FREDERICTON—Nearly 50 years after New Brunswick became Canada’s first officially bilingual province, the language debate continues to torment the province and generate heated arguments in both English and French.
Next month, the New Brunswick Court of Appeal will be asked whether school buses need to be segregated by language – meaning, it must decide whether the province needs two entirely separate school bus regimes, overlapping geographically but not linguistically.
“We have kids that will play in the same playground but can’t be transported to school on the same bus. There’s something seriously wrong with that. From a social level we just don’t agree with it,” said Kris Austin, leader of the People’s Alliance of New Brunswick, an opposition party which is seeking to intervene in the case.
It’s just the latest flashpoint in which the Acadian population fights to define its rights as broadly as possible, while some anglophones wonder about the costs of bilingualism in a cash-strapped province.
The province has witnessed debates over bilingual signs, bilingual staffing for paramedics, language obligations for municipalities, and even a much-discussed complaint—from the official languages commissioner—about a unilingual commissionaire temporarily assigned to the reception desk of a government building.
“I get Twitter feedback more than once a day attacking me. It’s a lot of rhetoric, it’s very vulgar and that doesn’t bring anything to the debate,” said Donald Arseneault, minister responsible for official languages.
About 31 per cent of New Brunswickers described themselves in 2011 as francophone; about 40 per cent of government employees are required to be bilingual.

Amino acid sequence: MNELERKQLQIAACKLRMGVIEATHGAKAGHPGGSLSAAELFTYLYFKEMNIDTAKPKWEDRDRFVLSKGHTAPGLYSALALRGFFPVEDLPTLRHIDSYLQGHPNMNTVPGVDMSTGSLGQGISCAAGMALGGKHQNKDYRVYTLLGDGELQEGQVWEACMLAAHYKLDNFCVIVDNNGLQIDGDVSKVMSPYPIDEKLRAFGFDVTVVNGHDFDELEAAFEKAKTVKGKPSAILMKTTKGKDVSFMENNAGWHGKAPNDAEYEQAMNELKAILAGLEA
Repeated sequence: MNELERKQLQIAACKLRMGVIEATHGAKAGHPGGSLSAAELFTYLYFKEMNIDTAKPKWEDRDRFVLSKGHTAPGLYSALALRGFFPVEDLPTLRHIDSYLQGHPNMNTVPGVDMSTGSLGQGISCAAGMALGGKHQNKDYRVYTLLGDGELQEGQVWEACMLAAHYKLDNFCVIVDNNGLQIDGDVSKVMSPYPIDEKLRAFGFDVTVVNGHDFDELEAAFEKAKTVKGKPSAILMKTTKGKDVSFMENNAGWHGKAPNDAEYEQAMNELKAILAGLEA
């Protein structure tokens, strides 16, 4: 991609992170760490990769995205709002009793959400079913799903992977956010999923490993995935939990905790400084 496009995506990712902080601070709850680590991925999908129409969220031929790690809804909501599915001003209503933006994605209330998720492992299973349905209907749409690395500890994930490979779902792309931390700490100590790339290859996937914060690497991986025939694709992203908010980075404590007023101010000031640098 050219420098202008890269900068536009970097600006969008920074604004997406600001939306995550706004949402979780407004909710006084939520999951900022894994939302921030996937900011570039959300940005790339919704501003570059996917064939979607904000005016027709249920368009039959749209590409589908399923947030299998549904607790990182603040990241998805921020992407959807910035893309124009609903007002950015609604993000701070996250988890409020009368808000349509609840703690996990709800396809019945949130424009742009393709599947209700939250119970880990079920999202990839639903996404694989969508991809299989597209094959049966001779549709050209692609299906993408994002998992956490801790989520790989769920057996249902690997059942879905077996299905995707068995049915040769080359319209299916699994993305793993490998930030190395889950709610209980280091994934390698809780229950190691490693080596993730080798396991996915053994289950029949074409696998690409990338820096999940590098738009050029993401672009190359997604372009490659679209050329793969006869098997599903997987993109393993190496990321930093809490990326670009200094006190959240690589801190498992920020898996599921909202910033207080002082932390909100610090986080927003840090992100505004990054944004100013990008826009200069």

During recent pre-budget hearings, a government committee heard from a number of people who said if the government wants to save money, it should look at what’s spent on official bilingualism.
Arseneault, who would not put a dollar figure on its cost, is quick to defend official bilingualism.
“Can you imagine what it would cost if we didn’t have it, in the sense of lost opportunities for the province? That’s what we need to focus on,” the minister said.
“We hear a lot of people trying to fearmonger. Nobody’s going to lose their job,” he said.
The school bus issue arose last spring when the provincial government discovered that students from French and English schools were travelling on the same buses in an area of southeastern New Brunswick. The school districts were ordered to stop the practice and added extra buses to comply.
At the time, Education Minister Serge Rousselle said the government’s obligation under the Charter of Rights and Freedoms is to provide separate French and English education systems, and that includes school buses.
The Charter guarantees separate educational institutions for French and English. As a result, the province has separate francophone and anglophone school boards.
NDP Leader Dominic Cardy said if the issue was that clear it wouldn’t need a review by the courts. He accused the government of ramping up linguistic tensions by claiming the buses were covered under the charter.